Local political analysts weighed on the brouhaha that has engulfed the once cleanest city in Africa. 

Natjirikasorua Tjirera, a legal professional and political pundit, branded the state of affairs at the City of Windhoek “a complete disgrace”.  “It’s the clearest sign of a bunch of self-centred politicians who only have their own interests at heart. The councillors, being the elected officials and officially the direct representatives of the electorate, have shown that the interests of the voters are nowhere near their priorities,” Tjirera said. 

It is also his view that the majority of Windhoek is simply there for the lucrative perks that come with a seat on the council. 

At the moment, the Windhoek mayor receives a monthly salary of N$43 000, while the deputy earns N$39 000.

The MC chairperson is entitled to a monthly salary of N$36 000, while the remaining four management committee members collect N$32 000.

The eight ordinary councillors are paid N$30 000 each. They are also entitled to transport benefits. 

The mayor gets around N$10 000 a month as transport allowance, while the deputy mayor gets N$8 700 per month. 

The MC chairperson earns N$8 000 monthly as transport allowance. Management committee members receive N$7 000 as transport allowance, while ordinary councillors get N$6 000.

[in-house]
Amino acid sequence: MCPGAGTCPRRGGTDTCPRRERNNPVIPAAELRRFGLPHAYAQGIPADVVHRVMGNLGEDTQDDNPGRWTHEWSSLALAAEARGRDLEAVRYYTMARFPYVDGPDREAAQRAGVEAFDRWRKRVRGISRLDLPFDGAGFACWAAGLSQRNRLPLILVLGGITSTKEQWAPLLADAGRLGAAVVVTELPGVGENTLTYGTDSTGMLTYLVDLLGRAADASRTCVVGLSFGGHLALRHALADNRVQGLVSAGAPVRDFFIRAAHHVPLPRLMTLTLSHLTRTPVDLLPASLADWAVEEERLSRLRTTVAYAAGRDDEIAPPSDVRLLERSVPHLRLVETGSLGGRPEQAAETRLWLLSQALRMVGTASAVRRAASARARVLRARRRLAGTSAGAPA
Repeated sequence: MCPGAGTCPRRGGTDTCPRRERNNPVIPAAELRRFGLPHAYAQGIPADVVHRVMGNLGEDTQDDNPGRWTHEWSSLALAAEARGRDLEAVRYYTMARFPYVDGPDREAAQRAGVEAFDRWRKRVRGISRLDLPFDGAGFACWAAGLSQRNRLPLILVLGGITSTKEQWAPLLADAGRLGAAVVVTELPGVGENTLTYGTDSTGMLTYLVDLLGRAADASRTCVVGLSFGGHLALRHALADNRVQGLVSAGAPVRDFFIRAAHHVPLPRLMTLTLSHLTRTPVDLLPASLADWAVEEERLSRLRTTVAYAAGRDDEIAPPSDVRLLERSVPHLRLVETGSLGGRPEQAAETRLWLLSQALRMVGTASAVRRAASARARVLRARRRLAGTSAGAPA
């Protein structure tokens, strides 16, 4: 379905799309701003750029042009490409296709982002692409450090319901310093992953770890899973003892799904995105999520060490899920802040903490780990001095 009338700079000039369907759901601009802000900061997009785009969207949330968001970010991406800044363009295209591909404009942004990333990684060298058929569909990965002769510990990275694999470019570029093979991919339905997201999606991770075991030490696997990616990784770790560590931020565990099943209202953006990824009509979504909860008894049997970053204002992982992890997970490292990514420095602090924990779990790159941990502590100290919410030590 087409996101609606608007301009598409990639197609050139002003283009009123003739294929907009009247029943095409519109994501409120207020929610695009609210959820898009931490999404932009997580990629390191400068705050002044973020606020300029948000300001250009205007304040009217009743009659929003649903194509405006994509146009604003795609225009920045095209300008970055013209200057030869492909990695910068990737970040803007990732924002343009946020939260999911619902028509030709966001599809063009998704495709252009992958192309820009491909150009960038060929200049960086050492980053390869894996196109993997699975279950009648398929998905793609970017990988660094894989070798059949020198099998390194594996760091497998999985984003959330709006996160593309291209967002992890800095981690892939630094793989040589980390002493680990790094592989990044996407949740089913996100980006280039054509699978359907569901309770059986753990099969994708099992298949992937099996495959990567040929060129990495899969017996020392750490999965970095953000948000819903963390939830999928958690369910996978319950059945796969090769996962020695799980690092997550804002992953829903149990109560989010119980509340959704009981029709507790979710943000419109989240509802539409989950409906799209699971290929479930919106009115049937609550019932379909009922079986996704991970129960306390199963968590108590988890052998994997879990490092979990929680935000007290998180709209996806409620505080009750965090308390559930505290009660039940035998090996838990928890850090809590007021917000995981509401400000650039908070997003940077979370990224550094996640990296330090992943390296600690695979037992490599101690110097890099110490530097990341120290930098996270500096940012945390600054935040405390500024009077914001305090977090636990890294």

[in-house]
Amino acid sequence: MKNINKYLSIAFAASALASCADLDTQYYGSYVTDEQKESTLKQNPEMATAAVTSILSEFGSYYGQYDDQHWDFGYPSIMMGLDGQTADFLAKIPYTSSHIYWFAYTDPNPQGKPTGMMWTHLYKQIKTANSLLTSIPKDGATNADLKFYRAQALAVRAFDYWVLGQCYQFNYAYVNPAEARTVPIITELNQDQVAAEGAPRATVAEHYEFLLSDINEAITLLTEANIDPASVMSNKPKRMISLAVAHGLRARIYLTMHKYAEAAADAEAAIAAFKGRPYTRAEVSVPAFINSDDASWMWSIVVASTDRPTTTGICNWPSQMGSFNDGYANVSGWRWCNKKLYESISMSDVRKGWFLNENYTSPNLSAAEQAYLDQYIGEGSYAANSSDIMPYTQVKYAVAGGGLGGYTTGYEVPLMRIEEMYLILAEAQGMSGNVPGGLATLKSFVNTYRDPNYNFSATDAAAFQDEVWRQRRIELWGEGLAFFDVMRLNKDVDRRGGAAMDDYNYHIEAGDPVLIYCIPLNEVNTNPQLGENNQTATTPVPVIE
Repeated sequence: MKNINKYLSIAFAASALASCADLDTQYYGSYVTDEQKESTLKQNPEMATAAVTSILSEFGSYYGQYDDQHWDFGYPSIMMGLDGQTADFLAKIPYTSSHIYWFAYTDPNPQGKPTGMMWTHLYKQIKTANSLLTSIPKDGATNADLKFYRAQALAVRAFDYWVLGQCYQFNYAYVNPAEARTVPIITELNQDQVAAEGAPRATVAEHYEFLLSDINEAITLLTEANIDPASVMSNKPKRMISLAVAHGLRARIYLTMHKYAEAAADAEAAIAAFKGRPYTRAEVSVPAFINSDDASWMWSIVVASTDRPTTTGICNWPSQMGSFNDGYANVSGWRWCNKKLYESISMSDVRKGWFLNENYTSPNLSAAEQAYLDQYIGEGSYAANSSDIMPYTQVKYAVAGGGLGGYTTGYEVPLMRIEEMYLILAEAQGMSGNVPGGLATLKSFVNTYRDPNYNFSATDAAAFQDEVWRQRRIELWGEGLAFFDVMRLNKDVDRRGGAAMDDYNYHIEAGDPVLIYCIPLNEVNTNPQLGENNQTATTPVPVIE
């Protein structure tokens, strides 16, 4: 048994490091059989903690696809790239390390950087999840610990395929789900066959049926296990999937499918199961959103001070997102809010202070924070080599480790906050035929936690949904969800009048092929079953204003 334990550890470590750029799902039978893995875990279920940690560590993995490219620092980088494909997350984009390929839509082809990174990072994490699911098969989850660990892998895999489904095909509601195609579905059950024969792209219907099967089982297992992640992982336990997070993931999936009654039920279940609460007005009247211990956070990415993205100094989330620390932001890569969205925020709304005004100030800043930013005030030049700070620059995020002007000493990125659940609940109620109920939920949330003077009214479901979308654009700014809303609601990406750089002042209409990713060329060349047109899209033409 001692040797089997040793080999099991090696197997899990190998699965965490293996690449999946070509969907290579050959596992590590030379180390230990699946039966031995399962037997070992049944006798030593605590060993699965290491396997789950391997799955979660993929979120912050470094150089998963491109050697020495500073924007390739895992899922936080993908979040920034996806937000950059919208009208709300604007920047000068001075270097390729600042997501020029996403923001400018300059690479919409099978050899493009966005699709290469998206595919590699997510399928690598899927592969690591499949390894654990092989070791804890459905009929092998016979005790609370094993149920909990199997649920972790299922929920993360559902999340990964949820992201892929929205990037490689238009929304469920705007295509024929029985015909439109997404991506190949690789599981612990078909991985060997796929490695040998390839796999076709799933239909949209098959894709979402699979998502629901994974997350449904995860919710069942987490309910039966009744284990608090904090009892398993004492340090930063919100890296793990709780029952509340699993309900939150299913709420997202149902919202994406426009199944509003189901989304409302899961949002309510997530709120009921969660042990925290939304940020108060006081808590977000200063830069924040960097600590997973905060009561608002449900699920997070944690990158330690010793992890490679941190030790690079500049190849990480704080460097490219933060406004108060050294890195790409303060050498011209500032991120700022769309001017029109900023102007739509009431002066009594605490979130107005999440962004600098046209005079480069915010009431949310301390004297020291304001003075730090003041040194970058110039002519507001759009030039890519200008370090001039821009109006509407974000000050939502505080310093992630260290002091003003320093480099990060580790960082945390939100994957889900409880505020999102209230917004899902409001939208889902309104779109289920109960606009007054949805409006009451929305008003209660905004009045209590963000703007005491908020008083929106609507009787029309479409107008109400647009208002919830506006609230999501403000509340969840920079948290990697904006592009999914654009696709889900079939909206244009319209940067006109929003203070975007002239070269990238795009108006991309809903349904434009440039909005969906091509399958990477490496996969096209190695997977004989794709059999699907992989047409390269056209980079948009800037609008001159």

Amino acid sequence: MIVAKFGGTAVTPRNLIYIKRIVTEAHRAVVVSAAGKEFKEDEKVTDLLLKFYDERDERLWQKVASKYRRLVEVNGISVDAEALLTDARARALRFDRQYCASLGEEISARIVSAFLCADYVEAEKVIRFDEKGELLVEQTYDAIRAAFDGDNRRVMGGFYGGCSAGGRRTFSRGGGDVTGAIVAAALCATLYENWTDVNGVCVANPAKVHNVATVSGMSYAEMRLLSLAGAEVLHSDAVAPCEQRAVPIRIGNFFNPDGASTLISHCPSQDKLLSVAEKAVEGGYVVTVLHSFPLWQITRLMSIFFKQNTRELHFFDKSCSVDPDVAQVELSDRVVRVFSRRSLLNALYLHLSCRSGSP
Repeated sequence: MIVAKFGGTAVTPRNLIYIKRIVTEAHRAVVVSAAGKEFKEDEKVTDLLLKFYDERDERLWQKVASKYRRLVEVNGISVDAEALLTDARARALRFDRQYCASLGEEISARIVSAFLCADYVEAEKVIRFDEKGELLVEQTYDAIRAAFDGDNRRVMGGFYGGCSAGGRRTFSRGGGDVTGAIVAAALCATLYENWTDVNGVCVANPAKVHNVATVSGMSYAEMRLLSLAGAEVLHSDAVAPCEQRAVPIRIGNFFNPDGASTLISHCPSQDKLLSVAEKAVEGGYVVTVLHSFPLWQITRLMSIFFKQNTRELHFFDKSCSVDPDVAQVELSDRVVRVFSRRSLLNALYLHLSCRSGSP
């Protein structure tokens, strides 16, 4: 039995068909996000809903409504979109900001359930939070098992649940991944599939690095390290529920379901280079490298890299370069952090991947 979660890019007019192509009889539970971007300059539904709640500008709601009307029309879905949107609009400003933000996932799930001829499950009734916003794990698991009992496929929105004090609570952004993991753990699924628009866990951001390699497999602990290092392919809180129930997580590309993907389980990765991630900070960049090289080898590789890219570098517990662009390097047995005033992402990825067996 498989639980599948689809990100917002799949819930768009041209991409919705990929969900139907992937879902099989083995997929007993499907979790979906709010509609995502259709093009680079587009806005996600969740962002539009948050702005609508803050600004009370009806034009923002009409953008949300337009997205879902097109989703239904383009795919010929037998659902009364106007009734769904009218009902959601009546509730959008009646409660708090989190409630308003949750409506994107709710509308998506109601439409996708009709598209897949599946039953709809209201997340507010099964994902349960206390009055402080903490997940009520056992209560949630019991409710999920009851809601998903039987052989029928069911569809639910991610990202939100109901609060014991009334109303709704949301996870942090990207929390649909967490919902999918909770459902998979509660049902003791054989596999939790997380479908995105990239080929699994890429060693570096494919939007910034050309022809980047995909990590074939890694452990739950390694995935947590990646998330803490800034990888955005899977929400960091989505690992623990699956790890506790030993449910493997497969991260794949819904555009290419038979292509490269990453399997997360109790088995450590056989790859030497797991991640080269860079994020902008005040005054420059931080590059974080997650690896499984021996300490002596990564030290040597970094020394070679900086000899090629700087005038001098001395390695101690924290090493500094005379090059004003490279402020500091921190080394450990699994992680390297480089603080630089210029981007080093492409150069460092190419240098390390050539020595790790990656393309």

On top of this, the monthly allowance for council meetings is N$2 300, MC and extraordinary meetings N$1 500, while workshops, presentations and site visits earn councillors N$1 000.

The city also contributes up to 80% of the councillors’ medical aids. 

“It’s a shame that the City is paying dozens of thousands of dollars monthly in allowances to councillors, who are dismally failing the city. The City of Windhoek is in a sorry state and is literally a city on autopilot,” the lawyer added. 



Between 1990 and 2020, the city had known one ruler: Swapo. 

But in November 2020, for the first time, there was no outright majority party on the 15-member council. 

With five seats, Swapo was immediately relegated to the opposition benches, looking on as opposition parties form an umbrella coined ‘progressive forces’. 

It was composed of councillors from the Affirmative Repositioning (AR) movement, the Popular Democratic Movement (PDM), IPC and the National Unity Democratic Organisation (Nudo). 

At the time, the Landless People’s Movement refused to join the coalition. 

Two coalitions and two years later, political parties running Windhoek have struggled to find a formula that delivers basic services residents yearn for, including land and housing delivery. 

“If truth is to be told, the IPC and LPM last year shamelessly authorised the double-dipping of the Windhoek mayor in relation to her transport and vehicle allowance. The opposition has become masters of uncertainty and chameleonish tendencies,” Tjirera lamented.  He continued: “In one breath, they rejected the appointment of Lutombi – and in another breath, they approved. They have proved that they are creating a sea of confusion and now they are lost in that confusion they created themselves. 

“They cannot even appoint a CEO; they cannot put their egos aside. They can prioritise the voters. What alternative are they offering? They’re as bad, if not worse, than their friends in Swapo.”